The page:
Wednesday, July 5, 2017

The former Church of the Nativity one step closer to hitting the sales market on 2nd Avenue

[EVG file photo]

On Friday, the Roman Catholic Archdiocese of New York relegated 16 churches to profane use — the first step toward a property sale. On that list: the former Church of the Nativity at 44 Second Ave. between Second Street and Third Street.

[Image via @NativityNYC]

The church closed in July 2015 as part of a massive consolidation reportedly due to changing demographics and a shortage of priests available to say mass. The Church of the Nativity merged with Most Holy Redeemer Third Street between Avenue A and Avenue B.

Archdiocese officials allow 10 days for parishioners to appeal the decree of a closed church. (As one Nativity activist noted, the Archdiocese made the announcement on a Friday before a long holiday weekend, which cut into the time to prepare an appeal.)

The Friends of Nativity have proposed a Dorothy Day Shrine and retreat center with services for the homeless at 44 Second Ave. Read more about that proposal here. (The space in front of the now-closed church has been a spot for the homeless of late.)

There has been speculation that the block from the church to Second Street will eventually yield to a luxury retail-residential complex...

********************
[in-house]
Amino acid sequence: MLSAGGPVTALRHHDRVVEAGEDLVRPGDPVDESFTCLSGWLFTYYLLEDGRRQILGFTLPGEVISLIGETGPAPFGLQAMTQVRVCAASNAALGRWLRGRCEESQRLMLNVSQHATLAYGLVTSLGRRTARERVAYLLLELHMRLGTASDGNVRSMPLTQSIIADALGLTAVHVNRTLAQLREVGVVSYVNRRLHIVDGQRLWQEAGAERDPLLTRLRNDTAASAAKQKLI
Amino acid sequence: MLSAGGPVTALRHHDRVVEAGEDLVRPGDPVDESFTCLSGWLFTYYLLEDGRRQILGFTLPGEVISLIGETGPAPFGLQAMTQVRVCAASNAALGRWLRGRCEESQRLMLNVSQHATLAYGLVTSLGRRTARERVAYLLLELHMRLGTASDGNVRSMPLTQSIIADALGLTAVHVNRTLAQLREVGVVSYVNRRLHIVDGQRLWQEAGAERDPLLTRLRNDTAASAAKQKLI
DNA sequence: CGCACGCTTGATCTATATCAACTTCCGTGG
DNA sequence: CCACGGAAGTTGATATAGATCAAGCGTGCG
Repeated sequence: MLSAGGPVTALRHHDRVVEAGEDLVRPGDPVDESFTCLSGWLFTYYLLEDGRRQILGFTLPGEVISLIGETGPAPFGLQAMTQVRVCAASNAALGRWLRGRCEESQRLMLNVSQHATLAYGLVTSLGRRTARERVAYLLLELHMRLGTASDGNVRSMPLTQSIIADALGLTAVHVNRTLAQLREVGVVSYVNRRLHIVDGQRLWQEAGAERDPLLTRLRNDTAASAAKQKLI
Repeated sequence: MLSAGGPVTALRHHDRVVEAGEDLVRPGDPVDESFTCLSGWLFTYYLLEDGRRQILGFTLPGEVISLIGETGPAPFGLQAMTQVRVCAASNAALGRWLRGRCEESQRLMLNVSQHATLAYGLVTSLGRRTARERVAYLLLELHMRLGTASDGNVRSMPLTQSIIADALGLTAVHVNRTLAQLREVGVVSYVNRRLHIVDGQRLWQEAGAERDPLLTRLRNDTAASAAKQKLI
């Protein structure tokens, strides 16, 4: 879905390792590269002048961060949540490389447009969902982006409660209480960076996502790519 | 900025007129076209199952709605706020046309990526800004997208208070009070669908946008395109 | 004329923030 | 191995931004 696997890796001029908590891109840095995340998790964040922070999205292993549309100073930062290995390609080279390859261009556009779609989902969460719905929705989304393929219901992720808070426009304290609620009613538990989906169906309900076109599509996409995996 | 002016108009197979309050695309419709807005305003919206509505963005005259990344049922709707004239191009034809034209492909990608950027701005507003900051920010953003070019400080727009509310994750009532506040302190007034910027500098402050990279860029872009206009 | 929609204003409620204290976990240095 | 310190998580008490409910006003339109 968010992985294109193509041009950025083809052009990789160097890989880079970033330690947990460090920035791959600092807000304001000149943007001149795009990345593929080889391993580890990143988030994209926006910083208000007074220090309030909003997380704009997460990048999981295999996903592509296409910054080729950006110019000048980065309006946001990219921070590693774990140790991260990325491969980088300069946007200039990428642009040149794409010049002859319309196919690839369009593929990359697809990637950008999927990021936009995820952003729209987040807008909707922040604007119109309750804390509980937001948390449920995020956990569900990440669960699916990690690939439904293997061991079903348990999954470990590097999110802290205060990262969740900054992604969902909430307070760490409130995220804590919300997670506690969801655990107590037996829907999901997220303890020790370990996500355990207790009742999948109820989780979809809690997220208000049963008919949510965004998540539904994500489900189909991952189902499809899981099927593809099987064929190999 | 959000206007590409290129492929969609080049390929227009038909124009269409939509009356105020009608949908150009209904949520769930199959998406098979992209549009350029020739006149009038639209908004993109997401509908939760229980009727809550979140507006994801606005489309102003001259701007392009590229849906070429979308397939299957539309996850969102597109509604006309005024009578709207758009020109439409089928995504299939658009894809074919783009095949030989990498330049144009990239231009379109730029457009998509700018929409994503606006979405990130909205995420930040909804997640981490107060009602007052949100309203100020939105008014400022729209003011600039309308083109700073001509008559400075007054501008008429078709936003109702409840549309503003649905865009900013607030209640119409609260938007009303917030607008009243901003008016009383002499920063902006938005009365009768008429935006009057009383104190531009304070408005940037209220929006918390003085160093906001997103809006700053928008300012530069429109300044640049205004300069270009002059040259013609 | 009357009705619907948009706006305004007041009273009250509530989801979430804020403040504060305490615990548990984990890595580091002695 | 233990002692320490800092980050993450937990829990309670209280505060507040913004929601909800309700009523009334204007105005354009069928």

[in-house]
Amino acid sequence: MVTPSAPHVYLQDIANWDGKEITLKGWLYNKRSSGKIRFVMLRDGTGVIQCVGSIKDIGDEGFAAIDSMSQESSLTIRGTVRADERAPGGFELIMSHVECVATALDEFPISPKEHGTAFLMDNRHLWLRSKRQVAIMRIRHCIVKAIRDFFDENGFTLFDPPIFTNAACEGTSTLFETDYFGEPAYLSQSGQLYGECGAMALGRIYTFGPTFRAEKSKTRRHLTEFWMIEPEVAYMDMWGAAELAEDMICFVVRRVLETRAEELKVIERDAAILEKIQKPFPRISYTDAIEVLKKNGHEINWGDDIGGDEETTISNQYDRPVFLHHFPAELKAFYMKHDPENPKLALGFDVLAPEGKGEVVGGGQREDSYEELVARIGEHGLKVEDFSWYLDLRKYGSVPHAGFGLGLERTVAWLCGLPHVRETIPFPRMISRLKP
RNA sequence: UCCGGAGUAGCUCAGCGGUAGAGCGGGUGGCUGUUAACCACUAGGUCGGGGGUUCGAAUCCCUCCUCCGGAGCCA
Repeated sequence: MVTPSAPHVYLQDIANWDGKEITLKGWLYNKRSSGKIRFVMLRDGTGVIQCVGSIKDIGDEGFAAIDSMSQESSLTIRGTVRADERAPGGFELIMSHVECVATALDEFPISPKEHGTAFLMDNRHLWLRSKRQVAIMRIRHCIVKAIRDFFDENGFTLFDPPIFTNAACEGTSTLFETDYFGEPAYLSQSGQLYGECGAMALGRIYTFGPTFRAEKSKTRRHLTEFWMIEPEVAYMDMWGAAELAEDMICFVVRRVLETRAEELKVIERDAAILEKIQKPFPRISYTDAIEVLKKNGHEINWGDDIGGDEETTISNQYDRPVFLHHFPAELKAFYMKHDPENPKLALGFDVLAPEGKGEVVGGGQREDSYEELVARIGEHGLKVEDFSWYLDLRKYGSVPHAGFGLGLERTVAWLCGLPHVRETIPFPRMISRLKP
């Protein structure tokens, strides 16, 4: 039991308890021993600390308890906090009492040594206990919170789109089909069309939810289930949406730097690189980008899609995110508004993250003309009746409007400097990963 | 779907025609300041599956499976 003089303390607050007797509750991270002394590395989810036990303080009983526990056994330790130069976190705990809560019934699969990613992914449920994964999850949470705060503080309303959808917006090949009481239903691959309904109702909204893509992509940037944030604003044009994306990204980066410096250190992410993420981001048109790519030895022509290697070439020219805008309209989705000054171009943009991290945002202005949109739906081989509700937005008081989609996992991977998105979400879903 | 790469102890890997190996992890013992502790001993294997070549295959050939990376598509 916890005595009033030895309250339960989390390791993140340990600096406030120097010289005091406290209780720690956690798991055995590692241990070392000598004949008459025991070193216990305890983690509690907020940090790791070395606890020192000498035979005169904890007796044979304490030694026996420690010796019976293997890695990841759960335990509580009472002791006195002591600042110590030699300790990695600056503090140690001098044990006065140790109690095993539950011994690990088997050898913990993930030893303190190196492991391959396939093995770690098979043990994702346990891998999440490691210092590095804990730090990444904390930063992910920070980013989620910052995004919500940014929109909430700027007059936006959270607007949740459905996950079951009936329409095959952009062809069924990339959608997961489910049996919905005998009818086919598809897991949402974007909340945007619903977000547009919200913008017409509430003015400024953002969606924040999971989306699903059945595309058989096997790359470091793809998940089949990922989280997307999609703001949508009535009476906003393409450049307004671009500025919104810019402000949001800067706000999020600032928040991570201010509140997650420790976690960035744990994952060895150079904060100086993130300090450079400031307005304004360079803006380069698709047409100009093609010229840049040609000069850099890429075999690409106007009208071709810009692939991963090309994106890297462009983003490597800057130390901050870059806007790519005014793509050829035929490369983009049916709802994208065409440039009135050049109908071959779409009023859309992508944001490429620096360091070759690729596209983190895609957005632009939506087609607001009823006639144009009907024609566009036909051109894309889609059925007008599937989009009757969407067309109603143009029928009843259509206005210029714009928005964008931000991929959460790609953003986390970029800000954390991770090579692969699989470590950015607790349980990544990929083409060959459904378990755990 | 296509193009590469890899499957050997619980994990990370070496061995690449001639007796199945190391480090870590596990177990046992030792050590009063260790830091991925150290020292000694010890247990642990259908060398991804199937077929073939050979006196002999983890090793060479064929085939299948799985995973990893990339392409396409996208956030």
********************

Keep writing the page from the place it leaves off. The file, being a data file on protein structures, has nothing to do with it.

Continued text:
[EVG file photo]

Developer Douglas Steiner bought the Mary Help of Christians property, including the church, school and rectory, from the Archdiocese for $41 million in 2012 to create his Steiner East Village on Avenue A between 11th Street and 12th Street.

The first Nativity church, located at 48 Second Ave., was built in 1832. This building was demolished in 1970 after a fire. It was rebuilt by parishioners at 44 Second Ave.

Previously on EV Grieve:
As the Church of the Nativity closes for good tonight, take a look at the original structure

Parishioners fight to save the Church of the Nativity on 2nd Avenue


Anonymous said...

Interesting how The Church has no qualms about shutting down predominantly Hispanic Churches.

cmarrtyy said...

Right now it's all about money and how the community will manage the redevelopment. We need, god I don't believe I'm saying this, we need our politicians to let the avarice developers know that the EV community comes first. That we are not going to let this property become a victim of the disease of luxury that is spreading from Houston up 2nd Ave. POWER TO THE PEOPLE. POWER TO THE PEOPLE!

Giovanni said...

Believe me, anything a real estate developer plans to do to this church will be profane, and the activities of any future residents are guaranteed to be sordid.

Anonymous said...

Too bad the church did not sell the property to an organization that took care of the lost and down and out. Oh wait I guess they would be selling back to themselves.

I regret not checking out the interior of this building while I could. Does any have pictures by chance?

Anonymous said...

From the almighty to the almighty dollar.

Anonymous said...

I was never a fan of this Modernist church - especially now that it's empty and attracting blight. The congregation's been moved. It's done. Let's focus on supporting the Church of the Most Holy Redeemer.

Anonymous said...